Freeview films 18/12/21 to 24/12/21

World Cinema

There doesn’t seem to be any. This is a local Christmas for local people.

Stephen Ilott’s Picks

Saturday (18/12)        14:00    BBC2           Great Expectations (1946). David Lean’s unsurpassed black-and-white version of Dickens’s most perfectly realised novel, a tale of cruelty and obsession as strange as any fairy story. With Bernard Miles, Valerie Hobson, Jean Simmons, Alec Guinness and, of course, John Mills as Pip. He was apparently 38 when he played the part of a the young man between the ages of 19 and 25.

Monday (20/12)         13:45    BBC2           Carousel (1956). The darkest and most socially-conscious musical in the Rodgers & Hammerstein canon. For some reason, it’s impossible to find a trailer. Some people say there never was one, which seems odd. But here’s a taster. Starring Gordon MacRae and Shirley Jones. Includes ‘You’ll Never Walk Alone’, ‘The Carousel Waltz’ and ‘June is Bustin’ Out All Over’, a veritable curse for anyone lumbered with that Christian name.

                                       15:50    BBC2            South Pacific (1958). Another Rodgers & Hammerstein winner, with great songs and an appealing setting and plot. With Mitzi Gaynor as a US Navy nurse falling for a French plantation owner (Rossano Brazzi), father of two mixed-race children whom she has to learn to love. Again, no trailer.

Tuesday (21/12)          13:50   BBC2            Doctor Zhivago (1965). David Lean’s sweeping account of Boris Pasternak’s smuggled-out epic about the Russian Revolution and its aftermath, with Julie Christie, Tom Courteney, Alec Guinness, Ralph Richardson, Rod Steiger and Omar Sharif in the title role. Beautiful and thrilling. Maurice Jarre’s score was criticised, but ‘Lara’s Theme’ will live for ever. Not loved by critics at the time, it has grown in stature ever since.

Wednesday (22/12)   14:00   Sky Arts       American Graffiti (1973). A highly influential, lighthearted study of a group of high-school graduates on their last day of freedom before adulthood. Set against the background of the American glory days of diners, drag racing and dames, a young Ron Howard heads a wonderful ensemble cast including Richard Dreyfuss and Harrison Ford. George Lucas directs a touchstone of 1970s American cinema.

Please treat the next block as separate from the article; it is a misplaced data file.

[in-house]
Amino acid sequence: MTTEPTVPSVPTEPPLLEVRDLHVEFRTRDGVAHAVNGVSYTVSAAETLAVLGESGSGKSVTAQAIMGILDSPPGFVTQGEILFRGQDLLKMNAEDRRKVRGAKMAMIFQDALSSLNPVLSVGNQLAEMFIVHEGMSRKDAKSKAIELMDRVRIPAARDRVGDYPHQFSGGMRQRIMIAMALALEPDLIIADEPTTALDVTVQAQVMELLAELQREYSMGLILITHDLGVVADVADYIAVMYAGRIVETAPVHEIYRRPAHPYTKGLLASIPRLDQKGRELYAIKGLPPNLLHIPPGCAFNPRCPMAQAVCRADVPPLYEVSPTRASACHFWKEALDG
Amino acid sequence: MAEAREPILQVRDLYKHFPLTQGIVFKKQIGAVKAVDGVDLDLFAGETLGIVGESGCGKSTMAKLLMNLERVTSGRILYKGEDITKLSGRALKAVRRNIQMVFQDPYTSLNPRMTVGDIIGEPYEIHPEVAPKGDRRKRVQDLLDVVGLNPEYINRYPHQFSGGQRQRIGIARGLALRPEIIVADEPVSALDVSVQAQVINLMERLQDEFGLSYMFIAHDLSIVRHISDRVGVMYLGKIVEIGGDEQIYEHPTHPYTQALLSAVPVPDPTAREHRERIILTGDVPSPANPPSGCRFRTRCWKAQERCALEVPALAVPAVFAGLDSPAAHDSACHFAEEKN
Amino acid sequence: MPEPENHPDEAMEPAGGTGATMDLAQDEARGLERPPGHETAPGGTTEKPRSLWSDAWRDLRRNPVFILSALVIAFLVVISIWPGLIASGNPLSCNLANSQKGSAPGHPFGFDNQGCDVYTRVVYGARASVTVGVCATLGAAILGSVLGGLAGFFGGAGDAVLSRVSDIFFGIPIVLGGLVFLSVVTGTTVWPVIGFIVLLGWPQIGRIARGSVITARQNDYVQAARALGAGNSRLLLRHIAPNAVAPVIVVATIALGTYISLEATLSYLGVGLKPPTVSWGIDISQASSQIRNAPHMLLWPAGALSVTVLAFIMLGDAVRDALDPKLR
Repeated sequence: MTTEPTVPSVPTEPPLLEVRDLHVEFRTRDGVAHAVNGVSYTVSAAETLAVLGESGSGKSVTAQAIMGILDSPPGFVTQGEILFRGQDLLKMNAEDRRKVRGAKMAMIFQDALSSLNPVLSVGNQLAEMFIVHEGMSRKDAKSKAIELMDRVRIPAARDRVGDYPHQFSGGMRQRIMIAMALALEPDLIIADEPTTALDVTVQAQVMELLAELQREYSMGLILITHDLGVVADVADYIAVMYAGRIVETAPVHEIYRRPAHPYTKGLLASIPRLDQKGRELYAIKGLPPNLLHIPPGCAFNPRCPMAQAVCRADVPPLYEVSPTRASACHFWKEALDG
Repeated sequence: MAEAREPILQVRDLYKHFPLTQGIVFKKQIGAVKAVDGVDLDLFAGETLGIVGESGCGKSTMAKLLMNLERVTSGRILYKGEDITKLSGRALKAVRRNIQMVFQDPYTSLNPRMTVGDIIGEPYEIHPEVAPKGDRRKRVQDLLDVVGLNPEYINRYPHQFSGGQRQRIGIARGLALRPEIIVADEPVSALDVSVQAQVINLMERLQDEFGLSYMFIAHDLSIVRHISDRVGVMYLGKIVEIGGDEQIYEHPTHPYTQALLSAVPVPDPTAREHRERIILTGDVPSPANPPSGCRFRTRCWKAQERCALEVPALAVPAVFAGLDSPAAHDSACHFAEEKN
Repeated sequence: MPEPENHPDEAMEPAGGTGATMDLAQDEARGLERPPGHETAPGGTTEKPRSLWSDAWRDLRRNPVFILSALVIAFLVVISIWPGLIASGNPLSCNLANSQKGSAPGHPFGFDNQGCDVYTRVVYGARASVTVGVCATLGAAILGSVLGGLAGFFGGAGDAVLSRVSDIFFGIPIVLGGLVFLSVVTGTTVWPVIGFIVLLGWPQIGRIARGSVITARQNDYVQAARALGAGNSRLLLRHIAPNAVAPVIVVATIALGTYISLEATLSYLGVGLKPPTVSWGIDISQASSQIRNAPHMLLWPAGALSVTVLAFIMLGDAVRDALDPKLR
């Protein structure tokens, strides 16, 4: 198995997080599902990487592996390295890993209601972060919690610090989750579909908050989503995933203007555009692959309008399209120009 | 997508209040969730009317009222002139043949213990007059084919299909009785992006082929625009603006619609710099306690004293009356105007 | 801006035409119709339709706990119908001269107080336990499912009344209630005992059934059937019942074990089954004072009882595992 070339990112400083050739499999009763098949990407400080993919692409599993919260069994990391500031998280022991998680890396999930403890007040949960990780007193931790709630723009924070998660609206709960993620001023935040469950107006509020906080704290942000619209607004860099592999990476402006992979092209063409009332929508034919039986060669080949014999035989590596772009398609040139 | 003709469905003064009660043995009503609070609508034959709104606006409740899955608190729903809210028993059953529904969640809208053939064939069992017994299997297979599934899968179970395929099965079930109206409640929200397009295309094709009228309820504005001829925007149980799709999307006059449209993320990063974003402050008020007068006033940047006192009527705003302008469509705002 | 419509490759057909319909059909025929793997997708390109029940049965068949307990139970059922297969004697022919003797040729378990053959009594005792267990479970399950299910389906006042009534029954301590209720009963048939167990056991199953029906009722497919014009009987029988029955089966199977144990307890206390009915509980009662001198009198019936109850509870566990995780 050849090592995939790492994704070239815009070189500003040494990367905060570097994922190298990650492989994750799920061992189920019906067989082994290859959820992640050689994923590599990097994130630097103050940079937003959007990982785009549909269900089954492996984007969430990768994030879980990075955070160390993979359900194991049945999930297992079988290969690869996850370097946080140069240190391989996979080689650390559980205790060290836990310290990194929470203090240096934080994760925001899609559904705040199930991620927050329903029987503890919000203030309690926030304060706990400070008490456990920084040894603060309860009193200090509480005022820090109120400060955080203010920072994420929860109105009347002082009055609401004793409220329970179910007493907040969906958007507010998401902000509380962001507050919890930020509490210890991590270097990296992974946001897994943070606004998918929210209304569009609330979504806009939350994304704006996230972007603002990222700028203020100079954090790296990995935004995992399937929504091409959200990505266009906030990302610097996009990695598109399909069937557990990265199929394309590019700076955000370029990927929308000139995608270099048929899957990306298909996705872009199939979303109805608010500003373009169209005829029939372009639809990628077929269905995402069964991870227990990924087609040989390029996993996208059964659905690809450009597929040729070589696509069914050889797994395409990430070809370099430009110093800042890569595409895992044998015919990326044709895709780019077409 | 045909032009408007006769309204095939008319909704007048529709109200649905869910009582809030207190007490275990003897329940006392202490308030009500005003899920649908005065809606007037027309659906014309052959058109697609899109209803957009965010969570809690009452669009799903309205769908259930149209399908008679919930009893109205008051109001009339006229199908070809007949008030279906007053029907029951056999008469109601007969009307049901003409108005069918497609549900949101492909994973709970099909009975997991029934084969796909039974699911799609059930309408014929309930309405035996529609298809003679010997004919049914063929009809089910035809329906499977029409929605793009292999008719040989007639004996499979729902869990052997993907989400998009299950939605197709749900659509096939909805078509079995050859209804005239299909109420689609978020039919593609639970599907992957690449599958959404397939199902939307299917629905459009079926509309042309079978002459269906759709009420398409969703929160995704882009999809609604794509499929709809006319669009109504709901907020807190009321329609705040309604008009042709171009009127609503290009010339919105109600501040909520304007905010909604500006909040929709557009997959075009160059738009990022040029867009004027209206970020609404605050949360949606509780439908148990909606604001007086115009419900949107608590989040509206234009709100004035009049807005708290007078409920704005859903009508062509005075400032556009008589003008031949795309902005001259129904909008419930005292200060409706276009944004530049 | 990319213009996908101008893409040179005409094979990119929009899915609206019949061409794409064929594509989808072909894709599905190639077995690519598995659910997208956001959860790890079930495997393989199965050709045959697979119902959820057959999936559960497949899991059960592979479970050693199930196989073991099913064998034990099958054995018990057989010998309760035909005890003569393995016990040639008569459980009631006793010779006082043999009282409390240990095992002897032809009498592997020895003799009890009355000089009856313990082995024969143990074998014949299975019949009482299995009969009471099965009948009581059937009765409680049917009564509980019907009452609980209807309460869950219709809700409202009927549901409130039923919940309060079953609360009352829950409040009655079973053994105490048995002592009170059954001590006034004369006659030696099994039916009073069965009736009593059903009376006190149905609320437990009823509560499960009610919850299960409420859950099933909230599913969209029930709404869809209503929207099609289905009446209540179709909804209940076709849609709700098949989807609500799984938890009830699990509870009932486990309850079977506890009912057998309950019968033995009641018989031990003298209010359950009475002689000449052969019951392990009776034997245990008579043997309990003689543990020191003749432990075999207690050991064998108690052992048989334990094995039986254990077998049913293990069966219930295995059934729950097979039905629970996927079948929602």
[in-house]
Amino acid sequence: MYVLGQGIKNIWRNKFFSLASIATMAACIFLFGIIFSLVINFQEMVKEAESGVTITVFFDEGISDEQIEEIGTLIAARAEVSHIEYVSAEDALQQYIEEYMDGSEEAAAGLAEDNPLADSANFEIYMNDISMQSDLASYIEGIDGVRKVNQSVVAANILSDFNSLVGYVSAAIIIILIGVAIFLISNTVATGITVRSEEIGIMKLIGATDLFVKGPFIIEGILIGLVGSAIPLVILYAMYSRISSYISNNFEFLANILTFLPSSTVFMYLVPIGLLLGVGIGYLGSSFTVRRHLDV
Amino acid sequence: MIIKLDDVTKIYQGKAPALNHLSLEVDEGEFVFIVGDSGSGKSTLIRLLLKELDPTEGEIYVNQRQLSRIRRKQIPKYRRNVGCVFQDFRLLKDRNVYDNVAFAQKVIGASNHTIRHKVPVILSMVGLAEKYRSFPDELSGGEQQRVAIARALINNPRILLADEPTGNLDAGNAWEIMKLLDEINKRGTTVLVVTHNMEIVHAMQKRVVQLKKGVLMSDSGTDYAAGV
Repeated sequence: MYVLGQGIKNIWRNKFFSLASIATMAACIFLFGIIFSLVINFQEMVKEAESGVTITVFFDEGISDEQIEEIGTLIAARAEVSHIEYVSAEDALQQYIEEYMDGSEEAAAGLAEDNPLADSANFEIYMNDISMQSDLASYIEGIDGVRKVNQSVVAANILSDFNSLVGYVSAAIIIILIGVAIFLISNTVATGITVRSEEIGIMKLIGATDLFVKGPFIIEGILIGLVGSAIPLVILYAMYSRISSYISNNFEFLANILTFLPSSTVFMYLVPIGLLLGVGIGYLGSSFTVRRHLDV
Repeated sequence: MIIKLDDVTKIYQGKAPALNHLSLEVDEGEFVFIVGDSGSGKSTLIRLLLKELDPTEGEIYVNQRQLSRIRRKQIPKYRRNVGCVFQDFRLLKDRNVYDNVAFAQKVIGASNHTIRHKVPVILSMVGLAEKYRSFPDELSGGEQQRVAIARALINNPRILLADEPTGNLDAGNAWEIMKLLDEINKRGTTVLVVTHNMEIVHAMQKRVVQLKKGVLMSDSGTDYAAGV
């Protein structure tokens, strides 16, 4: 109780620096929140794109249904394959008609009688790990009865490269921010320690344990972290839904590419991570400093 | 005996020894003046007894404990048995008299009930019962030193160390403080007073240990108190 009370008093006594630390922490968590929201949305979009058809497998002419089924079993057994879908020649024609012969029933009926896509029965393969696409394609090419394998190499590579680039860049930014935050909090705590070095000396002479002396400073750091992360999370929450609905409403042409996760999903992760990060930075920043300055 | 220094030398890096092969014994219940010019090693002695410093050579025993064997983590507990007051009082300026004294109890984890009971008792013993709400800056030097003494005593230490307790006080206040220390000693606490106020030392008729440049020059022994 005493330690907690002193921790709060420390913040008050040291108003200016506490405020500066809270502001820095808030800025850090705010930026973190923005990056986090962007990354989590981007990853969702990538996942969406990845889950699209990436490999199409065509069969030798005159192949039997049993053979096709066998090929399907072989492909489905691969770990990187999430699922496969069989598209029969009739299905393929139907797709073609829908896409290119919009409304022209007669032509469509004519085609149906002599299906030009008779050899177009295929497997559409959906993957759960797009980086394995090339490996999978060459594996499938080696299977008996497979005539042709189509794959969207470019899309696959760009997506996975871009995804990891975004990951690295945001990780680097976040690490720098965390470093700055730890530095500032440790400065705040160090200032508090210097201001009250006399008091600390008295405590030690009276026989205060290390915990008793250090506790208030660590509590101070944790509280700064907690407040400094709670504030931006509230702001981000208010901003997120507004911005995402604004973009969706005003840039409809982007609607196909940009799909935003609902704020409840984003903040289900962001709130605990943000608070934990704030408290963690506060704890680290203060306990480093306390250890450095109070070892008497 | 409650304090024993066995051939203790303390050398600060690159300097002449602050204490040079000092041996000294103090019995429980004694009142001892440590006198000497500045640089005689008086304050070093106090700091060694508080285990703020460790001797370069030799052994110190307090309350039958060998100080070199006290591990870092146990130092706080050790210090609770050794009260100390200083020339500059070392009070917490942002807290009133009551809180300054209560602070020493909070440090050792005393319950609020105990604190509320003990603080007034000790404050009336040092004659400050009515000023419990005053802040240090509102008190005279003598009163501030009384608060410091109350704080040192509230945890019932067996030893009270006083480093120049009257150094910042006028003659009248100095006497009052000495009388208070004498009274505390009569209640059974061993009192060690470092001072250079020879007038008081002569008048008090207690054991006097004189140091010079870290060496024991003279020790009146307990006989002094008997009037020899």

Thursday (23/12)        16:10   ITV2             The Addams Family (1991). The first film made from Charles Addams’s New Yorker cartoons and the subsequent TV series. Starring Angelica Huston as Morticia, the role she was made for, along with Raul Julia as Gomez and Christopher Lloyd as Uncle Fester. Thing is uncredited.

Other modern films of interest

Saturday (18/12)       11:00   Film4               Snoopy and Charlie Brown: the Peanuts Movie (2015). Gentle animated version of the thoughtful Charles M. Schultz comic strip, the first made after his death in 2000.

                                     13:30   Dave                Spider-Man (2002)  (also Friday 9:20). With Toby Maguire in the suit and Kirsten Dunst as his love-object, Mary Jane, when both they and the idea were young and fresh. With Willem Dafoe as Spidey’s antagonist, The Green Goblin. Directed by Sam Raimi.

                                     18:00   Sky Arts           American Utopia (2020). Spike Lee’s thrilling documentary about David Byrne’s Broadway show. Andy Partridge, the Swindon legend, once told me Byrne had sent him a postcard carrying the message ‘I like cleaning’. I wish he’d come round to my house.